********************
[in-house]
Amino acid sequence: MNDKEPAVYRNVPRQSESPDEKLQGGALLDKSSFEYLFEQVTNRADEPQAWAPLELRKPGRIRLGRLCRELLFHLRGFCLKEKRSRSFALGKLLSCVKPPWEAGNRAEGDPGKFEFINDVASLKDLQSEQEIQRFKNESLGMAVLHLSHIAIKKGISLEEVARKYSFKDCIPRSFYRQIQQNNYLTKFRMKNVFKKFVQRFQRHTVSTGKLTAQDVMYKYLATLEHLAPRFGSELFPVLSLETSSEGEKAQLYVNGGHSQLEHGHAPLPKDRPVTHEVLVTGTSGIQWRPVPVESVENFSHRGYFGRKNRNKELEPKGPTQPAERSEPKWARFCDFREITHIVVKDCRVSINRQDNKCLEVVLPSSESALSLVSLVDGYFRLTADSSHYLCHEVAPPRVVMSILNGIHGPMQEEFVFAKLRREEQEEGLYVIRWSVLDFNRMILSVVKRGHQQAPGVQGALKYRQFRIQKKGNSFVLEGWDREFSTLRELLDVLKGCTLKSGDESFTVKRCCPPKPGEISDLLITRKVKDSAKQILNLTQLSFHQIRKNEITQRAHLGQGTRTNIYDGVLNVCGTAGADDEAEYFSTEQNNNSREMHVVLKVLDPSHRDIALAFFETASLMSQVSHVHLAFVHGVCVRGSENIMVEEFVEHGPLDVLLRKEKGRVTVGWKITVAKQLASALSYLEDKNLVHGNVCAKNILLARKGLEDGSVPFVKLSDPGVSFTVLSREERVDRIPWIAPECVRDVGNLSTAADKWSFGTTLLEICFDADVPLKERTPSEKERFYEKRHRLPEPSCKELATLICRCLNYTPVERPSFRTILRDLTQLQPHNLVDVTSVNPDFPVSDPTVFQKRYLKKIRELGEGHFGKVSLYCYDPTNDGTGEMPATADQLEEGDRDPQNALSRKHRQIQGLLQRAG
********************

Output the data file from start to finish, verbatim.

[in-house]
Amino acid sequence: MNDKEPAVYRNVPRQSESPDEKLQGGALLDKSSFEYLFEQVTNRADEPQAWAPLELRKPGRIRLGRLCRELLFHLRGFCLKEKRSRSFALGKLLSCVKPPWEAGNRAEGDPGKFEFINDVASLKDLQSEQEIQRFKNESLGMAVLHLSHIAIKKGISLEEVARKYSFKDCIPRSFYRQIQQNNYLTKFRMKNVFKKFVQRFQRHTVSTGKLTAQDVMYKYLATLEHLAPRFGSELFPVLSLETSSEGEKAQLYVNGGHSQLEHGHAPLPKDRPVTHEVLVTGTSGIQWRPVPVESVENFSHRGYFGRKNRNKELEPKGPTQPAERSEPKWARFCDFREITHIVVKDCRVSINRQDNKCLEVVLPSSESALSLVSLVDGYFRLTADSSHYLCHEVAPPRVVMSILNGIHGPMQEEFVFAKLRREEQEEGLYVIRWSVLDFNRMILSVVKRGHQQAPGVQGALKYRQFRIQKKGNSFVLEGWDREFSTLRELLDVLKGCTLKSGDESFTVKRCCPPKPGEISDLLITRKVKDSAKQILNLTQLSFHQIRKNEITQRAHLGQGTRTNIYDGVLNVCGTAGADDEAEYFSTEQNNNSREMHVVLKVLDPSHRDIALAFFETASLMSQVSHVHLAFVHGVCVRGSENIMVEEFVEHGPLDVLLRKEKGRVTVGWKITVAKQLASALSYLEDKNLVHGNVCAKNILLARKGLEDGSVPFVKLSDPGVSFTVLSREERVDRIPWIAPECVRDVGNLSTAADKWSFGTTLLEICFDADVPLKERTPSEKERFYEKRHRLPEPSCKELATLICRCLNYTPVERPSFRTILRDLTQLQPHNLVDVTSVNPDFPVSDPTVFQKRYLKKIRELGEGHFGKVSLYCYDPTNDGTGEMPATADQLEEGDRDPQNALSRKHRQIQGLLQRAG